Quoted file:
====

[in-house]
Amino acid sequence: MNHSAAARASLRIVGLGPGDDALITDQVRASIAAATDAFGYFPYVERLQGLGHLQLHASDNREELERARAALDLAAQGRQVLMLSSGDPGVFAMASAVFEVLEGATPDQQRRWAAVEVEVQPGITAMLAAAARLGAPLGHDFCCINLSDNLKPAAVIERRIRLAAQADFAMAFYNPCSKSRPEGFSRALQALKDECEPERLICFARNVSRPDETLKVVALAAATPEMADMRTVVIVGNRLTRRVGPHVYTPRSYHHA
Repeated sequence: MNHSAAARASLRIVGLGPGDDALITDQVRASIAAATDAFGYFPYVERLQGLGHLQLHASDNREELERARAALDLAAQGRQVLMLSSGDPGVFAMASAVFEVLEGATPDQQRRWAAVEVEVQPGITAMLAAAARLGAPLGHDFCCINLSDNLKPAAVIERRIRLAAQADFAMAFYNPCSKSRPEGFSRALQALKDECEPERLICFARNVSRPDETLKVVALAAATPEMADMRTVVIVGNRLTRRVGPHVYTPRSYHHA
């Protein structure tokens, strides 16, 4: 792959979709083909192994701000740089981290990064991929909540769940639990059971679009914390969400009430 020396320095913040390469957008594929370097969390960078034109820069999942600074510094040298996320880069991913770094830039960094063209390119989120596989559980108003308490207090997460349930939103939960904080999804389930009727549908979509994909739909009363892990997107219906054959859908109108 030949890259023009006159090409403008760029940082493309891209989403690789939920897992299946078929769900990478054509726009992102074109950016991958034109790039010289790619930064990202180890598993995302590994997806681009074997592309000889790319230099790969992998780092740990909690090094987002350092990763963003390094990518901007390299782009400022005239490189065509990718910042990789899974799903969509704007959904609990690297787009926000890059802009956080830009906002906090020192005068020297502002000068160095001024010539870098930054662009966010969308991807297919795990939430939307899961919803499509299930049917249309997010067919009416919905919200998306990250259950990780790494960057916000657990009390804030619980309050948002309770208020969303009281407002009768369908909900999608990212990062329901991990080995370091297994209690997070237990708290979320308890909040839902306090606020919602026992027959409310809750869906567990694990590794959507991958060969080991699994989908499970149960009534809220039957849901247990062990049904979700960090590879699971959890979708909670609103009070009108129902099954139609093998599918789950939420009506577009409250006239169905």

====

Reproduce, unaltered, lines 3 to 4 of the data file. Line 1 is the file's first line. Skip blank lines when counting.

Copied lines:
Repeated sequence: MNHSAAARASLRIVGLGPGDDALITDQVRASIAAATDAFGYFPYVERLQGLGHLQLHASDNREELERARAALDLAAQGRQVLMLSSGDPGVFAMASAVFEVLEGATPDQQRRWAAVEVEVQPGITAMLAAAARLGAPLGHDFCCINLSDNLKPAAVIERRIRLAAQADFAMAFYNPCSKSRPEGFSRALQALKDECEPERLICFARNVSRPDETLKVVALAAATPEMADMRTVVIVGNRLTRRVGPHVYTPRSYHHA
């Protein structure tokens, strides 16, 4: 792959979709083909192994701000740089981290990064991929909540769940639990059971679009914390969400009430 020396320095913040390469957008594929370097969390960078034109820069999942600074510094040298996320880069991913770094830039960094063209390119989120596989559980108003308490207090997460349930939103939960904080999804389930009727549908979509994909739909009363892990997107219906054959859908109108 030949890259023009006159090409403008760029940082493309891209989403690789939920897992299946078929769900990478054509726009992102074109950016991958034109790039010289790619930064990202180890598993995302590994997806681009074997592309000889790319230099790969992998780092740990909690090094987002350092990763963003390094990518901007390299782009400022005239490189065509990718910042990789899974799903969509704007959904609990690297787009926000890059802009956080830009906002906090020192005068020297502002000068160095001024010539870098930054662009966010969308991807297919795990939430939307899961919803499509299930049917249309997010067919009416919905919200998306990250259950990780790494960057916000657990009390804030619980309050948002309770208020969303009281407002009768369908909900999608990212990062329901991990080995370091297994209690997070237990708290979320308890909040839902306090606020919602026992027959409310809750869906567990694990590794959507991958060969080991699994989908499970149960009534809220039957849901247990062990049904979700960090590879699971959890979708909670609103009070009108129902099954139609093998599918789950939420009506577009409250006239169905």